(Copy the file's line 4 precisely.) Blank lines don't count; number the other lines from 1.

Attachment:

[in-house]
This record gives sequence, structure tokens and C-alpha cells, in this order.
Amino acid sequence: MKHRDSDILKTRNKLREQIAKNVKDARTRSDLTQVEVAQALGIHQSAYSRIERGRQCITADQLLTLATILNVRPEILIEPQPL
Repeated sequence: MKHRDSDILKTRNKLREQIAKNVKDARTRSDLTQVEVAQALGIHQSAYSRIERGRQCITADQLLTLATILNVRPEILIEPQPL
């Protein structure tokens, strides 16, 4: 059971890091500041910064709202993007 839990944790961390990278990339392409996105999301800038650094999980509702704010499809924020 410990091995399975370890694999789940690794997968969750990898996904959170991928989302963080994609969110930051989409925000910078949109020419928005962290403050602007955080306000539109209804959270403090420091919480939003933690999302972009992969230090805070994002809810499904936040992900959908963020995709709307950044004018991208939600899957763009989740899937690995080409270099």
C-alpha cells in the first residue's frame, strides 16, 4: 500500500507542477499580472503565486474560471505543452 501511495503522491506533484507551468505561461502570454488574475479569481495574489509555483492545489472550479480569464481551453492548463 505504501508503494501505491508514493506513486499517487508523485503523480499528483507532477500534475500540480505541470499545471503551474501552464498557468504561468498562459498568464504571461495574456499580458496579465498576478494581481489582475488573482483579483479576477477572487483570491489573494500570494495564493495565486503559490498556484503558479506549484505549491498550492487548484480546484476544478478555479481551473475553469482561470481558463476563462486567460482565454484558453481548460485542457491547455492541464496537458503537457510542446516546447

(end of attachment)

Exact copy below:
Repeated sequence: MKHRDSDILKTRNKLREQIAKNVKDARTRSDLTQVEVAQALGIHQSAYSRIERGRQCITADQLLTLATILNVRPEILIEPQPL